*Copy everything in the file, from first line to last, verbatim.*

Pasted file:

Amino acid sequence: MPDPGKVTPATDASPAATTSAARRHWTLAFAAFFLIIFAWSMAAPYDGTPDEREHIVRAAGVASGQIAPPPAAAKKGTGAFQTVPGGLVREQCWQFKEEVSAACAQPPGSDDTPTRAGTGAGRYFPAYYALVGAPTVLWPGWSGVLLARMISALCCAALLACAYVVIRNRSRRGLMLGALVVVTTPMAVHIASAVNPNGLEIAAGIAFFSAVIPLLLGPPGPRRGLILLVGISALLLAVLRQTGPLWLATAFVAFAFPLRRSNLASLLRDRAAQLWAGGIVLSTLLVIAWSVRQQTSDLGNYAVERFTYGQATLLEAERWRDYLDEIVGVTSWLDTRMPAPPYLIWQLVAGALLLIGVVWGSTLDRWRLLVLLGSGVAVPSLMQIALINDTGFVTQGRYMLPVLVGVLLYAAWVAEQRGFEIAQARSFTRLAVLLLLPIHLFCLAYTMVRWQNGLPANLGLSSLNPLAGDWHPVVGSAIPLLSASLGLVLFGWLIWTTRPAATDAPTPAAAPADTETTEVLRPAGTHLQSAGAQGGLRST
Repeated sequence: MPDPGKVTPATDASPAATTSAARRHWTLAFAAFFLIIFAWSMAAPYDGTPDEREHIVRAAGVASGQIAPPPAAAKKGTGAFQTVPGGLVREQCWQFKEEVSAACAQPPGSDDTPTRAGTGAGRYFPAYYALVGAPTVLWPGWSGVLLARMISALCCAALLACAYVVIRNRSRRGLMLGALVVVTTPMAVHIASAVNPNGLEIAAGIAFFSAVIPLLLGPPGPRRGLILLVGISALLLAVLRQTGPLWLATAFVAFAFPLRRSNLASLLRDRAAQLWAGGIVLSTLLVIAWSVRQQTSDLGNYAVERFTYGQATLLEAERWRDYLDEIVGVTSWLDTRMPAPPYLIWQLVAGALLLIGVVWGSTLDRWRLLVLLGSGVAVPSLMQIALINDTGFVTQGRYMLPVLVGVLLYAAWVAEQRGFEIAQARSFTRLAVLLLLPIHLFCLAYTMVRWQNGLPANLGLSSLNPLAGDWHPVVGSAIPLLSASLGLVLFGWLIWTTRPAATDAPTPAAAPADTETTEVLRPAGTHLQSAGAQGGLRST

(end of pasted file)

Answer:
Amino acid sequence: MPDPGKVTPATDASPAATTSAARRHWTLAFAAFFLIIFAWSMAAPYDGTPDEREHIVRAAGVASGQIAPPPAAAKKGTGAFQTVPGGLVREQCWQFKEEVSAACAQPPGSDDTPTRAGTGAGRYFPAYYALVGAPTVLWPGWSGVLLARMISALCCAALLACAYVVIRNRSRRGLMLGALVVVTTPMAVHIASAVNPNGLEIAAGIAFFSAVIPLLLGPPGPRRGLILLVGISALLLAVLRQTGPLWLATAFVAFAFPLRRSNLASLLRDRAAQLWAGGIVLSTLLVIAWSVRQQTSDLGNYAVERFTYGQATLLEAERWRDYLDEIVGVTSWLDTRMPAPPYLIWQLVAGALLLIGVVWGSTLDRWRLLVLLGSGVAVPSLMQIALINDTGFVTQGRYMLPVLVGVLLYAAWVAEQRGFEIAQARSFTRLAVLLLLPIHLFCLAYTMVRWQNGLPANLGLSSLNPLAGDWHPVVGSAIPLLSASLGLVLFGWLIWTTRPAATDAPTPAAAPADTETTEVLRPAGTHLQSAGAQGGLRST
Repeated sequence: MPDPGKVTPATDASPAATTSAARRHWTLAFAAFFLIIFAWSMAAPYDGTPDEREHIVRAAGVASGQIAPPPAAAKKGTGAFQTVPGGLVREQCWQFKEEVSAACAQPPGSDDTPTRAGTGAGRYFPAYYALVGAPTVLWPGWSGVLLARMISALCCAALLACAYVVIRNRSRRGLMLGALVVVTTPMAVHIASAVNPNGLEIAAGIAFFSAVIPLLLGPPGPRRGLILLVGISALLLAVLRQTGPLWLATAFVAFAFPLRRSNLASLLRDRAAQLWAGGIVLSTLLVIAWSVRQQTSDLGNYAVERFTYGQATLLEAERWRDYLDEIVGVTSWLDTRMPAPPYLIWQLVAGALLLIGVVWGSTLDRWRLLVLLGSGVAVPSLMQIALINDTGFVTQGRYMLPVLVGVLLYAAWVAEQRGFEIAQARSFTRLAVLLLLPIHLFCLAYTMVRWQNGLPANLGLSSLNPLAGDWHPVVGSAIPLLSASLGLVLFGWLIWTTRPAATDAPTPAAAPADTETTEVLRPAGTHLQSAGAQGGLRST